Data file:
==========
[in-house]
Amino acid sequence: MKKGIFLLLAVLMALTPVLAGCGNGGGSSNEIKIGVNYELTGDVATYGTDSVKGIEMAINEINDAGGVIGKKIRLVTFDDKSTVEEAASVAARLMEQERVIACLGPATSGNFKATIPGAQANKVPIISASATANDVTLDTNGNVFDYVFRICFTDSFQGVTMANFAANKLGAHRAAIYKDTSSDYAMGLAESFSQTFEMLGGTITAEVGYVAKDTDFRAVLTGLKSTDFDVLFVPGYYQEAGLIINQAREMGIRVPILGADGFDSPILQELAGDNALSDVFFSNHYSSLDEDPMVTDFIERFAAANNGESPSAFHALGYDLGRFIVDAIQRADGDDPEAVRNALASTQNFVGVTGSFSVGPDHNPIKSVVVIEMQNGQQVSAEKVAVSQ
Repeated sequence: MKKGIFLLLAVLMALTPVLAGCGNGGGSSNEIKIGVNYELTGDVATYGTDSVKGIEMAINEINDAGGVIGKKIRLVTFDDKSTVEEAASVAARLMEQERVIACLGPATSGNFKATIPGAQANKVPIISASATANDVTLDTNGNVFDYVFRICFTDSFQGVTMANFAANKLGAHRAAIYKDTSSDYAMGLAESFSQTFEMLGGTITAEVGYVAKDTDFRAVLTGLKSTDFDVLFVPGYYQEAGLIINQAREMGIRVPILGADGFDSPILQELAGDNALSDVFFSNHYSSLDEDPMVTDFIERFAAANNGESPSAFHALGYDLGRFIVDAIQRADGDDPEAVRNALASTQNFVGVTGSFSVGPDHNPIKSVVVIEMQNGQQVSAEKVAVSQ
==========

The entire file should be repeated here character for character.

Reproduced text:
[in-house]
Amino acid sequence: MKKGIFLLLAVLMALTPVLAGCGNGGGSSNEIKIGVNYELTGDVATYGTDSVKGIEMAINEINDAGGVIGKKIRLVTFDDKSTVEEAASVAARLMEQERVIACLGPATSGNFKATIPGAQANKVPIISASATANDVTLDTNGNVFDYVFRICFTDSFQGVTMANFAANKLGAHRAAIYKDTSSDYAMGLAESFSQTFEMLGGTITAEVGYVAKDTDFRAVLTGLKSTDFDVLFVPGYYQEAGLIINQAREMGIRVPILGADGFDSPILQELAGDNALSDVFFSNHYSSLDEDPMVTDFIERFAAANNGESPSAFHALGYDLGRFIVDAIQRADGDDPEAVRNALASTQNFVGVTGSFSVGPDHNPIKSVVVIEMQNGQQVSAEKVAVSQ
Repeated sequence: MKKGIFLLLAVLMALTPVLAGCGNGGGSSNEIKIGVNYELTGDVATYGTDSVKGIEMAINEINDAGGVIGKKIRLVTFDDKSTVEEAASVAARLMEQERVIACLGPATSGNFKATIPGAQANKVPIISASATANDVTLDTNGNVFDYVFRICFTDSFQGVTMANFAANKLGAHRAAIYKDTSSDYAMGLAESFSQTFEMLGGTITAEVGYVAKDTDFRAVLTGLKSTDFDVLFVPGYYQEAGLIINQAREMGIRVPILGADGFDSPILQELAGDNALSDVFFSNHYSSLDEDPMVTDFIERFAAANNGESPSAFHALGYDLGRFIVDAIQRADGDDPEAVRNALASTQNFVGVTGSFSVGPDHNPIKSVVVIEMQNGQQVSAEKVAVSQ